If you are an enterprise contingent workforce or services procurement practitioner, it’s almost certain that you have some awareness of the increasing role of state-of-the-art technology platforms in intermediating contingent work arrangements. You know today (whether because of Uber, or Upwork, or others) that technology-based platforms are being used to engage contingent workers, get work done and most often pay the workers — all through a single digital platform. But this awareness was not always the case. When analyst coverage of this subject started over four years ago, the emergence of work intermediation platforms was (for all intents and purposes) off the radar of practitioners, who were absorbed with program expansion, vendor management system (VMS) adoption, staff-augmentation cost and risk management and the increasing need to manage SOWs. All of these remain top priorities now, but practitioner mindshare has opened up for several reasons, such as the need to access and engage skilled talent in a time of shortages and the expanding popular awareness of freelance, gig and on-demand.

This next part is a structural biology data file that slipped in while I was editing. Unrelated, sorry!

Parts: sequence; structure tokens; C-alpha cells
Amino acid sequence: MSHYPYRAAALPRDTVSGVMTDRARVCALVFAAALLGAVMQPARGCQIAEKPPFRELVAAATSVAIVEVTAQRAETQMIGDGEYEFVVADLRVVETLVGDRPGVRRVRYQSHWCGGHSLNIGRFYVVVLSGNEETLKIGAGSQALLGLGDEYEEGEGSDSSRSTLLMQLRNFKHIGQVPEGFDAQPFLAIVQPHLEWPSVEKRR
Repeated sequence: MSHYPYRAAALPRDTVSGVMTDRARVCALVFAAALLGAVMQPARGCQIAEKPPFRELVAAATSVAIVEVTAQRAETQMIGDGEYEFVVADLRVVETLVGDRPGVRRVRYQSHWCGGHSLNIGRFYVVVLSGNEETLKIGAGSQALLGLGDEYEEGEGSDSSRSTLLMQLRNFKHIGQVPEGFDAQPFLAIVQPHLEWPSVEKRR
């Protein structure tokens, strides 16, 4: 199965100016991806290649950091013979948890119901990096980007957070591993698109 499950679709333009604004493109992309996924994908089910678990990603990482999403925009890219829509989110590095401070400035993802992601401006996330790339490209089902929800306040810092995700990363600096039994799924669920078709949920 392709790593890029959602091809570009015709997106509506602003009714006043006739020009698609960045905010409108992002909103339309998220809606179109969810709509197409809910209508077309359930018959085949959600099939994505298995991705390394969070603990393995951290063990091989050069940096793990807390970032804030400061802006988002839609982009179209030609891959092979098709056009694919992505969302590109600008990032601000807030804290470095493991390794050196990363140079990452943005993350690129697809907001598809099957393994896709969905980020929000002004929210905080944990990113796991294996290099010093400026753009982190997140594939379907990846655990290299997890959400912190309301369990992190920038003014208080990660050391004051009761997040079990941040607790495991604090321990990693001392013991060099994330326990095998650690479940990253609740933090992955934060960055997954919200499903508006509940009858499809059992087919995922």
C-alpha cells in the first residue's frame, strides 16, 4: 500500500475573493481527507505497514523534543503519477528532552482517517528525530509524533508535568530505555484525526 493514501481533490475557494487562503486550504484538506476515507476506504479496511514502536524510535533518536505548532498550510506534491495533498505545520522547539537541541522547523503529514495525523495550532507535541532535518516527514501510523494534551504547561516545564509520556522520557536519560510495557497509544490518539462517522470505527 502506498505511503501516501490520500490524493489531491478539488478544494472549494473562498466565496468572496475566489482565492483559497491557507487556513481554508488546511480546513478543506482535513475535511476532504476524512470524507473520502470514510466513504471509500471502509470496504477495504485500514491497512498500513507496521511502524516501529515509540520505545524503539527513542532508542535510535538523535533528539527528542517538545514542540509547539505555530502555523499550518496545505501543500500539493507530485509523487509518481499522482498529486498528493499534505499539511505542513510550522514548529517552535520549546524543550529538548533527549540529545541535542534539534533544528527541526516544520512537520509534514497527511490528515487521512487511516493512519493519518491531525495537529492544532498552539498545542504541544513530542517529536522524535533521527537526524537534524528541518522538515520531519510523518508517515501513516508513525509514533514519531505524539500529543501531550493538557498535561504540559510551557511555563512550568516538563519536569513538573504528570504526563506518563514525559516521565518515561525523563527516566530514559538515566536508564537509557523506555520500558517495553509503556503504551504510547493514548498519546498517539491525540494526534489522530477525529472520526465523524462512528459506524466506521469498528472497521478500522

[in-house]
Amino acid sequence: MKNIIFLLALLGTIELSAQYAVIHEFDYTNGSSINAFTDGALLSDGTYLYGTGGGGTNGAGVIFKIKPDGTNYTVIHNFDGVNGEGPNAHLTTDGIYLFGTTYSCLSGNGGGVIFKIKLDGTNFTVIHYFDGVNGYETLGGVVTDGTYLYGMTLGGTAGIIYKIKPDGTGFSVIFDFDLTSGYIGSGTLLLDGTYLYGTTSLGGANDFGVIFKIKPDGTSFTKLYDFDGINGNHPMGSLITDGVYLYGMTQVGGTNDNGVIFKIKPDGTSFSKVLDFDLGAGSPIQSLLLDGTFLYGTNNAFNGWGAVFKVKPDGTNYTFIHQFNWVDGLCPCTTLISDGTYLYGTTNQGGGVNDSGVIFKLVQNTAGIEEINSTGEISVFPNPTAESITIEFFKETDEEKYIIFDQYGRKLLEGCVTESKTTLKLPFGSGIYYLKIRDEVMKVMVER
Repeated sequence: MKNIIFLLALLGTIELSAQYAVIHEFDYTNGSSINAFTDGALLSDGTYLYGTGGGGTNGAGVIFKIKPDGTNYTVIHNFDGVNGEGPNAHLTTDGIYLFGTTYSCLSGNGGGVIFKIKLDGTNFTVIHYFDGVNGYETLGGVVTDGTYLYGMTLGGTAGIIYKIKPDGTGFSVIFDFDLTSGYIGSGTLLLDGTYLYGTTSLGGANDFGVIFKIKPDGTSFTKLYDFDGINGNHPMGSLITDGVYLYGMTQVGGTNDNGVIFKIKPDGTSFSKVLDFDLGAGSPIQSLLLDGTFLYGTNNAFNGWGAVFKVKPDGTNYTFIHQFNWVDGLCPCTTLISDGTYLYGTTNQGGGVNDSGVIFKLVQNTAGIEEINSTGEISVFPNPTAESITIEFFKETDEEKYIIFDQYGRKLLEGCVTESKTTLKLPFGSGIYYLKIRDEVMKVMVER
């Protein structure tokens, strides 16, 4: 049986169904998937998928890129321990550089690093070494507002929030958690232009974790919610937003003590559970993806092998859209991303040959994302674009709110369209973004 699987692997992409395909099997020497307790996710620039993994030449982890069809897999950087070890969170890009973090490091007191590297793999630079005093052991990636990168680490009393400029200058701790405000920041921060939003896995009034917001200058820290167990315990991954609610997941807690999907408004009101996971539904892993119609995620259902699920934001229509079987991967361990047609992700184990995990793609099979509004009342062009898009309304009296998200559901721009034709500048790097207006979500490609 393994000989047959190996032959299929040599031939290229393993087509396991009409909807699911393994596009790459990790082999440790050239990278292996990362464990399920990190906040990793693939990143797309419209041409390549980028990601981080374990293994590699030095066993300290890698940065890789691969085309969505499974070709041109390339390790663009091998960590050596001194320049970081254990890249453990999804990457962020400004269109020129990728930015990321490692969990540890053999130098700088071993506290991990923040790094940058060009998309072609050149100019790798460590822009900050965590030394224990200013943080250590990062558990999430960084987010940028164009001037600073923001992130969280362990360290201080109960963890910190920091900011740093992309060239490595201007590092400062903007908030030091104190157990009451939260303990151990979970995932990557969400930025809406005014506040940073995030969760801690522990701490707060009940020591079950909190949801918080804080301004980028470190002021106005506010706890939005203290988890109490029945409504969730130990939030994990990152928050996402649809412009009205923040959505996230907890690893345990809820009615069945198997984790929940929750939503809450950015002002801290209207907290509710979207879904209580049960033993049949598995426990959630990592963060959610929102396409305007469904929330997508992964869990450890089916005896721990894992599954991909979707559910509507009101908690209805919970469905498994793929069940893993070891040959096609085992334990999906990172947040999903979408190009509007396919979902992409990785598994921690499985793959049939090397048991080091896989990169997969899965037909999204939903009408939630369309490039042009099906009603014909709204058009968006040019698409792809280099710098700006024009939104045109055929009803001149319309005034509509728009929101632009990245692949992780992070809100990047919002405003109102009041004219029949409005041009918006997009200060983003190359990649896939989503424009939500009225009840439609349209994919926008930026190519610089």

Online Work Intermediation Platforms: The Opportunities and Challenges in Mid-2016 [PRO]
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